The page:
Oregon governor Kate Brown recently proposed a home-visitation program for the families of new infants as part of her 2019 agenda. This would make Oregon the first state to provide in-home visits by a health professional to check on the newborn.
This proposal could provide families with three visits from a nurse who would monitor newborn development, weight gain, or other milestones. Ideally, they could come when the baby is 3 days old; 2 weeks old; and 2 months old. The health professional could also check on the mother to monitor signs of postpartum depression and help with breast feeding. This could become extremely helpful for new parents or low-income families without consistent access to health care.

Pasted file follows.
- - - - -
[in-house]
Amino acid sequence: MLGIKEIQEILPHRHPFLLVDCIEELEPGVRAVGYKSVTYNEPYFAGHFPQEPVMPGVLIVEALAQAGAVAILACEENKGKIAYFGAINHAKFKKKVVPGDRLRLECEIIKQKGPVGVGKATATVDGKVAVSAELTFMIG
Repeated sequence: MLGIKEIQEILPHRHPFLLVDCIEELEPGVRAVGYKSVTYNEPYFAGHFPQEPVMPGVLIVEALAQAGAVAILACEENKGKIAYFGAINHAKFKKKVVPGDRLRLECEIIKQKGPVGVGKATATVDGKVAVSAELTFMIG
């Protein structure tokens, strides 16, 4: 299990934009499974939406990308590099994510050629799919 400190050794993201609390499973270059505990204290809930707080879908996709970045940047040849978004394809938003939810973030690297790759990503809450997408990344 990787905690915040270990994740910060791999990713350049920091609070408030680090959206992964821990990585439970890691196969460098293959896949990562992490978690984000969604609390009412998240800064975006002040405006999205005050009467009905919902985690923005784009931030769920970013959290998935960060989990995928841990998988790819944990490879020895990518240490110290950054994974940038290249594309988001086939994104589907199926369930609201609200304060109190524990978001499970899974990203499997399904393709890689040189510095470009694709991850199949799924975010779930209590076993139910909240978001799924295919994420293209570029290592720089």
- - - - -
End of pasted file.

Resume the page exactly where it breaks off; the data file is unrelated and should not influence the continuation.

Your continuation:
However, some believe this opportunity for in-home visits could become a mandate. Skeptics envision a scenario that resembles something closer to wellness checks from child protective services more than visits from a health professional. These visits could also constitute an invasion of privacy if they are indeed mandated for every newborn.
While advocates on both sides have passionate opinions, it’s important to consider the details of the proposal have yet to be made public. Moving forward, it’s important to consider parents’ rights and civil liberties while also ensuring all newborns have access to proper care.